- "The Moonstone" and British India (1857, 1868, and 1876)
- Detection and Disruption inside and outside the 'quiet English home' in "The Moonstone"
- "Do you think a young lady's advice worth having?" — p. 94.
- Introduction to the Sixty-six Harper's Weekly Illustrations for The Moonstone (1868)
- The Harper's Weekly Illustrations for Wilkie Collins's The Moonstone (1868)
Collins, Wilkie. The Moonstone: A Romance. All the Year Round. 1 January-8 August 1868.
_________. The Moonstone: A Romance. Harper's Weekly: A Journal of Civilization. With 66 illustrations. Vol. 12 (1 January-8 August 1868), pp. 5-503.
_________. The Moonstone: A Romance. Illustrated by George Du Maurier and F. A. Fraser. London: Chatto and Windus, 1890.
_________. The Moonstone: A Romance. Illustrated by A. S. Pearse. London & Glasgow: Collins, 1910, rpt. 1930.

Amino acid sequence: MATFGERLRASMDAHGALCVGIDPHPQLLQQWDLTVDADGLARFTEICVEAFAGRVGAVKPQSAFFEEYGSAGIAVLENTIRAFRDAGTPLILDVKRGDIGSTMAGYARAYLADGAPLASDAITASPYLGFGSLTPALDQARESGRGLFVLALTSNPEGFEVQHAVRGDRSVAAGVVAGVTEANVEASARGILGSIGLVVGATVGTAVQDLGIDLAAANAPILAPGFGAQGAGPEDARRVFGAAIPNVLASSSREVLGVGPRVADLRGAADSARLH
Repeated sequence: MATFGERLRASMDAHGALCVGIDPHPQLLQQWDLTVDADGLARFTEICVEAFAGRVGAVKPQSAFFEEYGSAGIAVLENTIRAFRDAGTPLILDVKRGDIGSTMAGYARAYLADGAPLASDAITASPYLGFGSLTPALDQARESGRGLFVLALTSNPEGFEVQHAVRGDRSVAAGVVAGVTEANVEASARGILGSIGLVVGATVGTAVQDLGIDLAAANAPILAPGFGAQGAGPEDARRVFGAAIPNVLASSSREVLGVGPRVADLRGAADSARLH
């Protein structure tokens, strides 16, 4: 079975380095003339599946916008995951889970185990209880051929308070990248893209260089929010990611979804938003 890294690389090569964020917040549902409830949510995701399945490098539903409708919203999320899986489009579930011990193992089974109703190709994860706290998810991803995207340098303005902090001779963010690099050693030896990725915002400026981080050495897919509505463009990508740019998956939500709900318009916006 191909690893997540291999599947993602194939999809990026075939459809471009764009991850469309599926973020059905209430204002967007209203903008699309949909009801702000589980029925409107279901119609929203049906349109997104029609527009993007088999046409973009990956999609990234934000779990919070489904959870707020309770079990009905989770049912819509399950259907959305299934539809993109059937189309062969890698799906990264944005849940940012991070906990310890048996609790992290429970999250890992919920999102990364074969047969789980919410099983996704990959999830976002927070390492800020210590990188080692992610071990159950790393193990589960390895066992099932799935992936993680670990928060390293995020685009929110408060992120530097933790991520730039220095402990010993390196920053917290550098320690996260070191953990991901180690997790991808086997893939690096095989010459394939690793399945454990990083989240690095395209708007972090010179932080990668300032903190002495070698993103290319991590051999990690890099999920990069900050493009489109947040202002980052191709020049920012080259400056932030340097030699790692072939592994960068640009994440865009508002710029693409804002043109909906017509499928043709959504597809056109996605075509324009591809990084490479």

Leighton, Mary Elizabeth, and Lisa Surridge. "The Transatlantic Moonstone: A Study of the Illustrated Serial in Harper's Weekly." Victorian Periodicals Review Volume 42, Number 3 (Fall 2009): pp. 207-243. Accessed 1 July 2016. http://englishnovel2.qwriting.qc.cuny.edu/files/2014/01/42.3.leighton-moonstone-serializatation.pdf
Vann, J. Don. "The Moonstone in All the Year Round, 4 January-8 1868." Victorian Novels in Serial. New York: Modern Language Association, 1985. Pp. 48-50.
Last updated 19 August 2016